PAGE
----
...AKA "Protect Craig LaRoche" amendment.
Right now as it stands, a Michigan state rep can serve three two year terms as a rep, and two four year terms as a Senator, or 14 years total.
The rethugs, er repubs, are nervous about 2006. Their boy Bush doesn't look so good. This isn't a proud time for a Republican. They see 2006, and they see a highly motivated Democratic tide (that's us, yo!). They don't like the picture.
So let's try and save what we can, "batten down the hatches" as Matt of MichiganLiberal
So the chamber is starting a
The Chamber's proposal would allow lawmakers to split all of their 14 years however they want, i.e. a lawmaker could opt to stay in the House for the full 14 years. Or he or she could spend 12 years in the Senate and two in the House. The Chamber has also thrown in a couple of good proposals (that have no substantial effect on them) that will help to give this the warm and fuzzy lustre they so desire. One would require lawmakers to report their sources of income (as is now required on the federal level and in many other states). The other would dock the pay of legislators who don't show up to vote. Oh, and there's a measure in there that requires a 10-day waiting period and a public hearing for a tax hike - that's probably to help make sure their membership stays excited.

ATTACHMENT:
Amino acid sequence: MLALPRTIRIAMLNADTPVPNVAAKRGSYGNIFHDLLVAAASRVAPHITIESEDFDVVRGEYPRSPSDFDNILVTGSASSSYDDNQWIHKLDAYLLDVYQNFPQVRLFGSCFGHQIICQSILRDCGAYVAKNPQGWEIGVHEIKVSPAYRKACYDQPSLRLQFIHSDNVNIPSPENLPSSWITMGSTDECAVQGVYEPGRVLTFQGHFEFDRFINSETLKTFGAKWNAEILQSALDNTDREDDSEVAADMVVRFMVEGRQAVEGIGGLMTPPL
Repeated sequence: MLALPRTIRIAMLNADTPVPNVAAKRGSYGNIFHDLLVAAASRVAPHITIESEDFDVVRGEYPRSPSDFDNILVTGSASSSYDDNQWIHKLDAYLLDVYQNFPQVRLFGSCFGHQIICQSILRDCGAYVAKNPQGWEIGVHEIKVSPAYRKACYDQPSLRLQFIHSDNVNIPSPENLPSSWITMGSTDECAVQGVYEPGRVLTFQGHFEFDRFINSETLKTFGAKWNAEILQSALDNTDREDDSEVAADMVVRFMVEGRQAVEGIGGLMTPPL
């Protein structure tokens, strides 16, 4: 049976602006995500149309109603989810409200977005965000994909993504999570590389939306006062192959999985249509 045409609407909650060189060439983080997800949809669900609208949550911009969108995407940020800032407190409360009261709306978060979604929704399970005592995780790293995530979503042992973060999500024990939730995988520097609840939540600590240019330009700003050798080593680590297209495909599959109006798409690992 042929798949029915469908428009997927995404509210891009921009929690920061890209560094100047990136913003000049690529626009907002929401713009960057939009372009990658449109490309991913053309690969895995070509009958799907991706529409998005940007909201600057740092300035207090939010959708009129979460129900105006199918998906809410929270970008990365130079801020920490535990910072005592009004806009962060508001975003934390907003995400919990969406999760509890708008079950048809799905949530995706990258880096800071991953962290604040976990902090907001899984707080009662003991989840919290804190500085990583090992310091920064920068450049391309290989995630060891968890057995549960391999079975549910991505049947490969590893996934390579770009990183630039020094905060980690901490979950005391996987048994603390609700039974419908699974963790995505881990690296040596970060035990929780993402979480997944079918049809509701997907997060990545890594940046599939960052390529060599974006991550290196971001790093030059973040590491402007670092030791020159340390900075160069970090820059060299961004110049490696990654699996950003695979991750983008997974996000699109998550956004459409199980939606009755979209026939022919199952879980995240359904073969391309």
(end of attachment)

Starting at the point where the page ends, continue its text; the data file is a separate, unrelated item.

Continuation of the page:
Term limits are bad. Any way you slice them. There are talented technocrats that want to do this job, for life if need be. Let the local community decide who will represent them. If a local doesn't like what the rep is doing, run a good campaign and fire their butts.
So what should we do?
I'm still chewing on this question, but my first idea is this: have the state party, the UAW, and everyone else we can gather start a ballot drive not to "reform" term limits, but to elminate them altogether - which is really what we should be doing. It would be incredibly simple: just repeal Proposal B. End of story. No ins and outs about four 2-year terms, eight 2-year terms, or 3 1/2 4-year terms. Whether or not our plan would actually win is certainly open to question. However, the Chamber's "reform" proposal would begin to look more and more complicated compared to ours. And if there's one thing that can be said about ballot questions, if there is confusion, people vote no. Another potential benefit: it's possible we could "piggyback" on the $3 million the Chamber plans to spend. For instance, every time a news report mentions something about their proposal, they'll be obligated (if they have a conscience) to mention ours.